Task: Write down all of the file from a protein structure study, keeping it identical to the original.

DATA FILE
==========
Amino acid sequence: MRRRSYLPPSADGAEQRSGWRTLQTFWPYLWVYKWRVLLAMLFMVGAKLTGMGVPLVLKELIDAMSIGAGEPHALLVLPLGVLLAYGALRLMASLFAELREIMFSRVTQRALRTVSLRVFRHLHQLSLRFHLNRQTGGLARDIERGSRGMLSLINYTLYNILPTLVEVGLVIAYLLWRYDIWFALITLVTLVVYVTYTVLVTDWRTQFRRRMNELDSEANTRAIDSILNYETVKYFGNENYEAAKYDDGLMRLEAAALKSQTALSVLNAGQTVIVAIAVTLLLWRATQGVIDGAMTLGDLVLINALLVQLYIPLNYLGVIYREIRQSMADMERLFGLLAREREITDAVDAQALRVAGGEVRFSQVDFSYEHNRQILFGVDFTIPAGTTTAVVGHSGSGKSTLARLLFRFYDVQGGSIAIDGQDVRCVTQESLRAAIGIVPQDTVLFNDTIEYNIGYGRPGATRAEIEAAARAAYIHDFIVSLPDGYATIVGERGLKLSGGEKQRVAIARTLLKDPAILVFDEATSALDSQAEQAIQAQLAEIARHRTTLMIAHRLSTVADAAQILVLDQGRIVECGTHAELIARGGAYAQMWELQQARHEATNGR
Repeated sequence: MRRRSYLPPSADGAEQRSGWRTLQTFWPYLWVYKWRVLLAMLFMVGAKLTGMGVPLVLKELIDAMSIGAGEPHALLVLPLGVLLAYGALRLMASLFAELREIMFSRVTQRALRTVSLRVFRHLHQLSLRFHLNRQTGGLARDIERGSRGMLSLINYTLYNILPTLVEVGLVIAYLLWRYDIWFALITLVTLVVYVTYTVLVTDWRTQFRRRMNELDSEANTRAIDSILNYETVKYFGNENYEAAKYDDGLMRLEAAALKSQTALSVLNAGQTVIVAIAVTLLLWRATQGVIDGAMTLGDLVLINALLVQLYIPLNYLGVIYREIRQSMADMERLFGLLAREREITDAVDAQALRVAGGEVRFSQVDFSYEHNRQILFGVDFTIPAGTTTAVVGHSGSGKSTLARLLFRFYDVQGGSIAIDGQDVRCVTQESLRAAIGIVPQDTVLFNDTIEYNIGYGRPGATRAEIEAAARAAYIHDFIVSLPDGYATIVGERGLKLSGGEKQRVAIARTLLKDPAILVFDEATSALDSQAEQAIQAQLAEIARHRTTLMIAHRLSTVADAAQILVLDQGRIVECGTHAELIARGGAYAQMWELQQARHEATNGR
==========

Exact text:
Amino acid sequence: MRRRSYLPPSADGAEQRSGWRTLQTFWPYLWVYKWRVLLAMLFMVGAKLTGMGVPLVLKELIDAMSIGAGEPHALLVLPLGVLLAYGALRLMASLFAELREIMFSRVTQRALRTVSLRVFRHLHQLSLRFHLNRQTGGLARDIERGSRGMLSLINYTLYNILPTLVEVGLVIAYLLWRYDIWFALITLVTLVVYVTYTVLVTDWRTQFRRRMNELDSEANTRAIDSILNYETVKYFGNENYEAAKYDDGLMRLEAAALKSQTALSVLNAGQTVIVAIAVTLLLWRATQGVIDGAMTLGDLVLINALLVQLYIPLNYLGVIYREIRQSMADMERLFGLLAREREITDAVDAQALRVAGGEVRFSQVDFSYEHNRQILFGVDFTIPAGTTTAVVGHSGSGKSTLARLLFRFYDVQGGSIAIDGQDVRCVTQESLRAAIGIVPQDTVLFNDTIEYNIGYGRPGATRAEIEAAARAAYIHDFIVSLPDGYATIVGERGLKLSGGEKQRVAIARTLLKDPAILVFDEATSALDSQAEQAIQAQLAEIARHRTTLMIAHRLSTVADAAQILVLDQGRIVECGTHAELIARGGAYAQMWELQQARHEATNGR
Repeated sequence: MRRRSYLPPSADGAEQRSGWRTLQTFWPYLWVYKWRVLLAMLFMVGAKLTGMGVPLVLKELIDAMSIGAGEPHALLVLPLGVLLAYGALRLMASLFAELREIMFSRVTQRALRTVSLRVFRHLHQLSLRFHLNRQTGGLARDIERGSRGMLSLINYTLYNILPTLVEVGLVIAYLLWRYDIWFALITLVTLVVYVTYTVLVTDWRTQFRRRMNELDSEANTRAIDSILNYETVKYFGNENYEAAKYDDGLMRLEAAALKSQTALSVLNAGQTVIVAIAVTLLLWRATQGVIDGAMTLGDLVLINALLVQLYIPLNYLGVIYREIRQSMADMERLFGLLAREREITDAVDAQALRVAGGEVRFSQVDFSYEHNRQILFGVDFTIPAGTTTAVVGHSGSGKSTLARLLFRFYDVQGGSIAIDGQDVRCVTQESLRAAIGIVPQDTVLFNDTIEYNIGYGRPGATRAEIEAAARAAYIHDFIVSLPDGYATIVGERGLKLSGGEKQRVAIARTLLKDPAILVFDEATSALDSQAEQAIQAQLAEIARHRTTLMIAHRLSTVADAAQILVLDQGRIVECGTHAELIARGGAYAQMWELQQARHEATNGR